The Centers for Medicare & Medicaid Services plans to finalize its minimum staffing rule for nursing homes during 2024, an official confirmed Tuesday during a national stakeholder call.
“The team received more than 46,000 comments on the proposal, which are being used to inform development of the final rule, which we intend to finalize this year,” said Dora Hughes, MD, acting CMS chief medical officer and acting director of the Center for Clinical Standards and Quality, which developed the rule.
Some provider groups had expected CMS to take at least a year to review and react to the thousands of comments it received ahead of the Nov. 6, 2023, deadline. Some had projected much longer, due to the volume of feedback and level of controversy. CMS itself, in a behind-the-scenes planning document known as the Unified Agenda, had said it could take up to the full three years allowed by the rules that govern rule-making.
The rule was proposed last September and roundly criticized by providers, who say the timing couldn’t be worse, given historic labor shortages. As initially proposed, the rule requires 0.55 hours of direct care per patient day by a registered nurse and 2.45 hours by a nurse aide. It also increases facility assessment requirements and calls for 24/7 RN coverage starting two years after the rule’s finalization.
Provider organizations have pledged to defeat the rule, while separate bills in the House and Senate would block it from taking effect until the workforce crisis eases.
The American Health Care Association/National Center for Assisted Living on Tuesday afternoon questioned the wisdom of a speedy adoption.
“It is unfortunate that CMS plans to move forward with this rule despite the vast amount of concerns from a variety of stakeholders,” AHCA said in an email to McKnight’s Long-Term Care News. “This unfunded staffing mandate will have a compounding and detrimental effect on seniors’ access to long term care.”
Nothing else was said about the rule during the stakeholder call, which included a full slate of CMS officials briefly highlighting 2023 accomplishments and laying out focus areas for 2024.
Among other skilled nursing highlights:
- Hughes noted the survey and certification team at CCSQ worked on roughly 10,000 healthcare and long-term care enforcement actions nationwide, despite concerns about federal staffing levels and a partial hiring freeze implemented last summer. The agency said last month that it was set to begin testing a pared-back survey process for nursing homes that could help address ongoing backlogs.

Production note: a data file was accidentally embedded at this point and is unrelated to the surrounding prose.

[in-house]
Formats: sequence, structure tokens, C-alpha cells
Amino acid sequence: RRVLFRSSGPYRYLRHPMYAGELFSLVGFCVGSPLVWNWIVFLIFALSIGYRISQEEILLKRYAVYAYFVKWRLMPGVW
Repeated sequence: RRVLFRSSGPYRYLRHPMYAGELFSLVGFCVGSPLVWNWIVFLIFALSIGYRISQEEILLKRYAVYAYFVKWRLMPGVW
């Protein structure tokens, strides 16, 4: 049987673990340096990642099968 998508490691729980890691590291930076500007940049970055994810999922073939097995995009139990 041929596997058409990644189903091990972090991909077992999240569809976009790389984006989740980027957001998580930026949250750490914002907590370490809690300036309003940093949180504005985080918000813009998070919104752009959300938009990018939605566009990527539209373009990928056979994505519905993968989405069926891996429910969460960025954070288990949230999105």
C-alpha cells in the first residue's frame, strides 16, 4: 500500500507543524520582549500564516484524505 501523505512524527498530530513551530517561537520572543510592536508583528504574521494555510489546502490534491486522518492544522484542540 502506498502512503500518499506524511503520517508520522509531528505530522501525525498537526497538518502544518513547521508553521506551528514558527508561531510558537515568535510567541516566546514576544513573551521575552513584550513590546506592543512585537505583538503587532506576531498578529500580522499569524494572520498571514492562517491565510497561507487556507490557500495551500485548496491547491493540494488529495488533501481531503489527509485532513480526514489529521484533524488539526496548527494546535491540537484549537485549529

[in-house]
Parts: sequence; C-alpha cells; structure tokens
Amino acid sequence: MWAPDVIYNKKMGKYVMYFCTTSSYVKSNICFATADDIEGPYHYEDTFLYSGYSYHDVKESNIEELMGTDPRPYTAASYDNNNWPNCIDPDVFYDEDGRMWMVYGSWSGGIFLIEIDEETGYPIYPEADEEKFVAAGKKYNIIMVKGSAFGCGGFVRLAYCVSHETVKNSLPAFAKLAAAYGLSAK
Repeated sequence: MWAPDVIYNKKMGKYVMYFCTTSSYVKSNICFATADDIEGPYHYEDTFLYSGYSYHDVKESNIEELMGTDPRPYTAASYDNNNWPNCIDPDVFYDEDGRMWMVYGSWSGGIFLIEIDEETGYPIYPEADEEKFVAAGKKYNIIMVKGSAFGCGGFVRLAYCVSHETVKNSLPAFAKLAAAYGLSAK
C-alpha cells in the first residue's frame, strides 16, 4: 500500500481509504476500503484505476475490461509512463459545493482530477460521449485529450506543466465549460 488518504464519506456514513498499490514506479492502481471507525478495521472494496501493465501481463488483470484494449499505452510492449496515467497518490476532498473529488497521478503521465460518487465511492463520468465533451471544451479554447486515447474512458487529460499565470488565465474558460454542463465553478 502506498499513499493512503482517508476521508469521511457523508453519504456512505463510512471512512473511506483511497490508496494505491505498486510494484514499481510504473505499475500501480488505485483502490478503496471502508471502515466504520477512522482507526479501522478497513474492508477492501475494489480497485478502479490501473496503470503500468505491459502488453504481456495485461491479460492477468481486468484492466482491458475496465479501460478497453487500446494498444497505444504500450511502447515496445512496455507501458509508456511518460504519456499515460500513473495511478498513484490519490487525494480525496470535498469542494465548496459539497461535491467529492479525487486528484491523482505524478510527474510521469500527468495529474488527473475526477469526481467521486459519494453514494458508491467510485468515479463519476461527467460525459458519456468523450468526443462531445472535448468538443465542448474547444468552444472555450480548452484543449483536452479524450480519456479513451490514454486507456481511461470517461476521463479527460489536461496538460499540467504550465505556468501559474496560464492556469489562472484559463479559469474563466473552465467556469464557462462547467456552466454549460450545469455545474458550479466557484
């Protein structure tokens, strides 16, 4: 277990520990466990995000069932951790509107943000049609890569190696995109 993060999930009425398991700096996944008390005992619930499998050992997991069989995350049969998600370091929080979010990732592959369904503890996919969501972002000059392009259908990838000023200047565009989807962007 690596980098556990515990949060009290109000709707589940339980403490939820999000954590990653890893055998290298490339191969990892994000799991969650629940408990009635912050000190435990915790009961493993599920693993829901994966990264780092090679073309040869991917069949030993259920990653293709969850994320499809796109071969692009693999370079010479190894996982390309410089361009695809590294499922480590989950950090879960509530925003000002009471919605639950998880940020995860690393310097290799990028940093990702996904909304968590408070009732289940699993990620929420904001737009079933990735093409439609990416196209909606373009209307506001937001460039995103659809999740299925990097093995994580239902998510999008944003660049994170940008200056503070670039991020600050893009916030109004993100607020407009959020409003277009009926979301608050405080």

- Hughes also touted “great COVID vaccination stats” achieved through Quality Improvement Organizations working directly with nursing homes. She said 2023 efforts included at least 1,200 clinics, during which more than 21,000 residents and 6,000 staff were vaccinated. Since December, providers have been calling for greater federal support for facility vaccination initiatives. As of Jan. 7, just over 38% of nursing home residents were up to date on their COVID shots. As of Dec. 31, that rate was at just 8% among nursing home staff.
- Officials also underscored the importance of a Medicare Advantage rule finalized last week that aims to ease the administrative and patient burdens that come with plans’ past pre-authorization requirements. “It is critical that prior authorization not be an impetus [that is] keeping people from getting care but is an improvement to their care,” said CMS Administrator Chiquita Brooks LaSure. “These changes are reflective of your feedback to us, about the pressing issues that happen in the lives of providers and Americans, and we are listening.”
“We have an ambitious agenda for 2024,” Brooks-LaSure added.” All of our work is focused on working to ensure that all of the people covered under our programs have a just opportunity to obtain their optimal health, no matter what they look like, where they live or how much money they have. Health equity will always be a cornerstone for our programs and initiatives by focusing on getting everyone eligible and into coverage and ensuring that when they get into that coverage, it is meaningful.”